for the null of no average treatment effects.

```
#Calculate efficient estimator for the simple weighted average
#Use Fisher permutation test with 500 permutation draws
staggered(df = df,
i = "uid",
t = "period",
g = "first_trained",
y = "complaints",
estimand = "simple",
compute_fisher = T,
num_fisher_permutations = 500)
#> estimate se se_neyman fisher_pval fisher_pval_se_neyman
#> 1 -0.001126981 0.002115194 0.002119248 0.642 0.644
#> num_fisher_permutations
#> 1 500
```

Our package also allows for the calculation of several other estimators proposed in the literature. For convenience we provide special functions for implementing the estimators proposed by Callaway & Sant’Anna and Sun & Abraham. The syntax is nearly identical to that for the efficient estimator:

```
#Calculate Callaway and Sant'Anna estimator for the simple weighted average
staggered_cs(df = df,
i = "uid",
t = "period",
g = "first_trained",
y = "complaints",
estimand = "simple")
#> estimate se se_neyman
#> 1 -0.005176818 0.003928735 0.003930919
```

```
#Calculate Sun and Abraham estimator for the simple weighted average
staggered_sa(df = df,
i = "uid",
t = "period",
g = "first_trained",
y = "complaints",
estimand = "simple")
#> estimate se se_neyman
#> 1 0.01153851 0.01730161 0.01730234
```

The Callaway and Sant’Anna estimator corresponds with calling the
staggered function with beta=1 (and the default
`use_DiD_A0=1`

), and the Sun and Abraham estimator
corresponds with calling staggered with `beta=1`

and
`use_last_treated_only=T`

. If one is interested in the simple
difference-in-means, one can call the staggered function with option
`beta=0`

.

Note that the standard errors returned in the se column are based on
the design-based approach in Roth & Sant’Anna, and thus will differ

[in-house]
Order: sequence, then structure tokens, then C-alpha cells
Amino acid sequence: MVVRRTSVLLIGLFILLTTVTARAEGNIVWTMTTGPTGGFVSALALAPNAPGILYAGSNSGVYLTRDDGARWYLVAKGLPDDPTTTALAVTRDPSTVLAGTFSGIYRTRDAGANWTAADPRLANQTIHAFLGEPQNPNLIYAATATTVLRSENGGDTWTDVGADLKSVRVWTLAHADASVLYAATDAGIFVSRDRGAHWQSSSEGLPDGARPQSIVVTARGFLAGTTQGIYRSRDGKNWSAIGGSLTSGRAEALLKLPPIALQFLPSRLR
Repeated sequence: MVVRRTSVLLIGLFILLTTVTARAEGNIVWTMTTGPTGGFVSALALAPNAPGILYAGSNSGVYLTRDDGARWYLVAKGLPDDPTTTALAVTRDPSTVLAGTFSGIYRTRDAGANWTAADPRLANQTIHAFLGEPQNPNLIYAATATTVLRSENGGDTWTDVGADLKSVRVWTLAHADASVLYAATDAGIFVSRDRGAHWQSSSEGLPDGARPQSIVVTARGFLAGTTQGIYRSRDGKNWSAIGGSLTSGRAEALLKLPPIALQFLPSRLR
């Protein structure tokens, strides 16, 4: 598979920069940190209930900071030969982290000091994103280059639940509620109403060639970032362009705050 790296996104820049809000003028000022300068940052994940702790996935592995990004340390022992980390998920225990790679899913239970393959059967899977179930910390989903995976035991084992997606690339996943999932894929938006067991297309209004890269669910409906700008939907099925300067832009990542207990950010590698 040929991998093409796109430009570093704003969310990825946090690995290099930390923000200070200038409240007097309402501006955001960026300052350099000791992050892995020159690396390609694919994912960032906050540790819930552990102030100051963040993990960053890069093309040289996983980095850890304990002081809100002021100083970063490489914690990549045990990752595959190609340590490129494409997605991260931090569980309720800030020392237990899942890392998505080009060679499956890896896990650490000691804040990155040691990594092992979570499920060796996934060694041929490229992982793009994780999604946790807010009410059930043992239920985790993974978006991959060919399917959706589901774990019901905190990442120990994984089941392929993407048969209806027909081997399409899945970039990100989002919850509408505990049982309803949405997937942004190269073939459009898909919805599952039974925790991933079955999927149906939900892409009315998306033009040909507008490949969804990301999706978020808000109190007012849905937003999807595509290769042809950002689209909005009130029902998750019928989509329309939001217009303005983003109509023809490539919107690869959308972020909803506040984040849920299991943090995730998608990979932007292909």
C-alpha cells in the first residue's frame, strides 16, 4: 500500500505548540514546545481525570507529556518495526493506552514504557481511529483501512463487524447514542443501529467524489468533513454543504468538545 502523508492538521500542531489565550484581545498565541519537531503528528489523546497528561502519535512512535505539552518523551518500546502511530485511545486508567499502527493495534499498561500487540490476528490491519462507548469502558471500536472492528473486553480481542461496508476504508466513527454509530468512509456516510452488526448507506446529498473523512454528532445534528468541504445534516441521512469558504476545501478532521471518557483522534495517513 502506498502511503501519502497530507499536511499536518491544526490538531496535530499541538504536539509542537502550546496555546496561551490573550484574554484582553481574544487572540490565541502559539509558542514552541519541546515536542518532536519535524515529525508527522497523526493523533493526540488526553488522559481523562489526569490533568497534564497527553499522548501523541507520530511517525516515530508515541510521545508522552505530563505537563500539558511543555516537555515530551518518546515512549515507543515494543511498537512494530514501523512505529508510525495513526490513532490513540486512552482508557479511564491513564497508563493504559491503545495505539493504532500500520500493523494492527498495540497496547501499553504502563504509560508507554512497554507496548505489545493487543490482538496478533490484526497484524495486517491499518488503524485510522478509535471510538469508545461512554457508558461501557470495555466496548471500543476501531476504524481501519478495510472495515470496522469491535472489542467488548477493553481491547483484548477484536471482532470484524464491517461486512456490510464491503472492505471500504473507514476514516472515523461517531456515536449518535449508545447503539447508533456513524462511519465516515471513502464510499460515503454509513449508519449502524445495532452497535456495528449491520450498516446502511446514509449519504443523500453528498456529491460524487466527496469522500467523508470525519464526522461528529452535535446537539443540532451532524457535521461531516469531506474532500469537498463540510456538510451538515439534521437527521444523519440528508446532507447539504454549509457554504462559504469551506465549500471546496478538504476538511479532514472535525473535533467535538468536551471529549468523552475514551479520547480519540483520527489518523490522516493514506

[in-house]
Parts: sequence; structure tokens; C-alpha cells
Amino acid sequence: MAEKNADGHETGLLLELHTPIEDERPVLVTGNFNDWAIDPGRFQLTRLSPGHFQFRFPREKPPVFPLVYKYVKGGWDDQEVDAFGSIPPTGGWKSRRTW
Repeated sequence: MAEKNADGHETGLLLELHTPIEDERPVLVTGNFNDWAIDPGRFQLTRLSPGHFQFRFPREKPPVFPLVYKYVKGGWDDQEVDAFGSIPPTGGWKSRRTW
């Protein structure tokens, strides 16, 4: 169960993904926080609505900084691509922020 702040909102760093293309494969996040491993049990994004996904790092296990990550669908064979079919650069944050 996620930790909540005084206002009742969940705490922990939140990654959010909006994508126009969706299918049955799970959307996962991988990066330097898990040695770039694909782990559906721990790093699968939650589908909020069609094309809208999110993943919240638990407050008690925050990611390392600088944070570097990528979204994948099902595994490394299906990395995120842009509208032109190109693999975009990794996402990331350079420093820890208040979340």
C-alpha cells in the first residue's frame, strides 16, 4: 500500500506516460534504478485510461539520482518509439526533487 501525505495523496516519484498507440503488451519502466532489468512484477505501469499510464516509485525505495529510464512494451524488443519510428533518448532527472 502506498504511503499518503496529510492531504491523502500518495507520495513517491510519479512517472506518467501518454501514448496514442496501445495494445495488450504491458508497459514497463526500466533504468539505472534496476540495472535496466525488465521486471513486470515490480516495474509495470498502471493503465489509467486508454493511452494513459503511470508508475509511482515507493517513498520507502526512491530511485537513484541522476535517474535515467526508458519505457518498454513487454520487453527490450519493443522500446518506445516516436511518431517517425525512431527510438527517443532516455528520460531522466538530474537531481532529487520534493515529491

somewhat from those returned by the did package. The standard errors in
`se_neyman`

should be very similar to those returned by the
did package, although not identical in finite samples.

We also provide a Stata implementation (`staggered_stata`

)
via the RCall package, which calls the staggered R package from within
Stata. As mentioned above, **we now have a native Stata
implementation which we recommend using over
staggered_stata.** However, the instructions are
preserved below for backwards compatibility.

To install the `staggered_stata`

package, the user first
needs to install the github and RCall packages. This can be done with
the following commands

```
> net install github, from("https://haghish.github.io/github/")
> github install haghish/rcall, version("2.5.0")
```

**Important note:** the `staggered_stata`

package was built under Rcall version 2.5.0, and the recent release of
RCall version 3.0 has created some compatibility issues. We will try our
best to fix these issues, but in the meantime it is best to install
version 2.5.0, as in the command above.

Note that the user must have R installed before installing the RCall
package. The latest version of R can be downloaded here. The
`staggered_stata`

package can then be installed with

`> github install jonathandroth/staggered_stata`

The three packages can also be installed by downloading the ado files from the package webpages (github, RCall, staggered_stata) directly and pasting them into the user’s ado/personal directory.

The syntax for `staggered_stata`

is very similar to that
for the staggered R package. Below are a few illustrative examples,
using the same data as above.

```
>use "https://github.com/jonathandroth/staggered_stata/raw/master/pj_officer_level_balanced.dta"
>staggered, y("complaints") g("first_trained") t("period") i("uid") estimand("simple")
>staggered_cs, y("complaints") g("first_trained") t("period") i("uid") estimand("eventstudy") eventTimeStart(-2) eventTimeEnd(2)
>staggered_sa, y("complaints") g("first_trained") t("period") i("uid") estimand("cohort")
```

The `staggered`

, `staggered_cs`

, and
`staggered_as`

commands all return a vector of coefficients
and covariance matrix in ereturn list, and thus can be used with any
post-estimation command in Stata (e.g. coefplot).